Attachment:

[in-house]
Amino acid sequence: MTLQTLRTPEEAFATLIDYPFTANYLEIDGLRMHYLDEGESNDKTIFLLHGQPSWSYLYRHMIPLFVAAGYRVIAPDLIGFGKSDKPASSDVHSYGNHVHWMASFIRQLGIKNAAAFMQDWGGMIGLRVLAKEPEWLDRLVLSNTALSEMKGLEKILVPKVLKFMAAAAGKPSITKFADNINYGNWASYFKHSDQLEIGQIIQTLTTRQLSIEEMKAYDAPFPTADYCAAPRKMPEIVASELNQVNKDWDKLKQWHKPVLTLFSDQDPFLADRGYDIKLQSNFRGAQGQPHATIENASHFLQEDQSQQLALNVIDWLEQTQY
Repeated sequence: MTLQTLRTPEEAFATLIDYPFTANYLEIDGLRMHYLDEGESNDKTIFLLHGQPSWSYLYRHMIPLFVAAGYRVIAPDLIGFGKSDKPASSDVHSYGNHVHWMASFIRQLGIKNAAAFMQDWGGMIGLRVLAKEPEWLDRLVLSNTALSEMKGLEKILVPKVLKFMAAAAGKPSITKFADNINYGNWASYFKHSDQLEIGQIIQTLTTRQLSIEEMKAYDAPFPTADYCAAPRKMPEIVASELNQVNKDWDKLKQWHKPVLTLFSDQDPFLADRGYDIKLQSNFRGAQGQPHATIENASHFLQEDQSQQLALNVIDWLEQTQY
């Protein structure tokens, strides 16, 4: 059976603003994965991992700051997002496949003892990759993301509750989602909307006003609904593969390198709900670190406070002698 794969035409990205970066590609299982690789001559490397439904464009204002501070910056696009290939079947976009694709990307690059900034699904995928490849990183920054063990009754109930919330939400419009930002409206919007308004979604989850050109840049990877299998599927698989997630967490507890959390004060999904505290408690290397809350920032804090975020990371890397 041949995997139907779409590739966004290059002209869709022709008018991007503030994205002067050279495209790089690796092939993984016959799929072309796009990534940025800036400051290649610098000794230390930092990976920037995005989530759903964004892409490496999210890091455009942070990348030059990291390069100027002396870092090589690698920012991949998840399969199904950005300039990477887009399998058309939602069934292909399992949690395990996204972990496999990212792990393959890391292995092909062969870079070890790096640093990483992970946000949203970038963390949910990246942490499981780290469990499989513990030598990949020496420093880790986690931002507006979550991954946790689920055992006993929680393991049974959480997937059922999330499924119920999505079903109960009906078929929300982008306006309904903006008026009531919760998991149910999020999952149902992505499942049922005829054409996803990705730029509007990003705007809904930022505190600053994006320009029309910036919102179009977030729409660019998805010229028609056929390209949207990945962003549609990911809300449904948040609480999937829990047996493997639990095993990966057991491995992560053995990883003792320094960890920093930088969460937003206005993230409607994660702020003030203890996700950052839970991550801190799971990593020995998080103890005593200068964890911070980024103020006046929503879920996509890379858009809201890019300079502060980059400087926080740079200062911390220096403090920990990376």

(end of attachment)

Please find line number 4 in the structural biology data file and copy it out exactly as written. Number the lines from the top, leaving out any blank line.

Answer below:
């Protein structure tokens, strides 16, 4: 059976603003994965991992700051997002496949003892990759993301509750989602909307006003609904593969390198709900670190406070002698 794969035409990205970066590609299982690789001559490397439904464009204002501070910056696009290939079947976009694709990307690059900034699904995928490849990183920054063990009754109930919330939400419009930002409206919007308004979604989850050109840049990877299998599927698989997630967490507890959390004060999904505290408690290397809350920032804090975020990371890397 041949995997139907779409590739966004290059002209869709022709008018991007503030994205002067050279495209790089690796092939993984016959799929072309796009990534940025800036400051290649610098000794230390930092990976920037995005989530759903964004892409490496999210890091455009942070990348030059990291390069100027002396870092090589690698920012991949998840399969199904950005300039990477887009399998058309939602069934292909399992949690395990996204972990496999990212792990393959890391292995092909062969870079070890790096640093990483992970946000949203970038963390949910990246942490499981780290469990499989513990030598990949020496420093880790986690931002507006979550991954946790689920055992006993929680393991049974959480997937059922999330499924119920999505079903109960009906078929929300982008306006309904903006008026009531919760998991149910999020999952149902992505499942049922005829054409996803990705730029509007990003705007809904930022505190600053994006320009029309910036919102179009977030729409660019998805010229028609056929390209949207990945962003549609990911809300449904948040609480999937829990047996493997639990095993990966057991491995992560053995990883003792320094960890920093930088969460937003206005993230409607994660702020003030203890996700950052839970991550801190799971990593020995998080103890005593200068964890911070980024103020006046929503879920996509890379858009809201890019300079502060980059400087926080740079200062911390220096403090920990990376």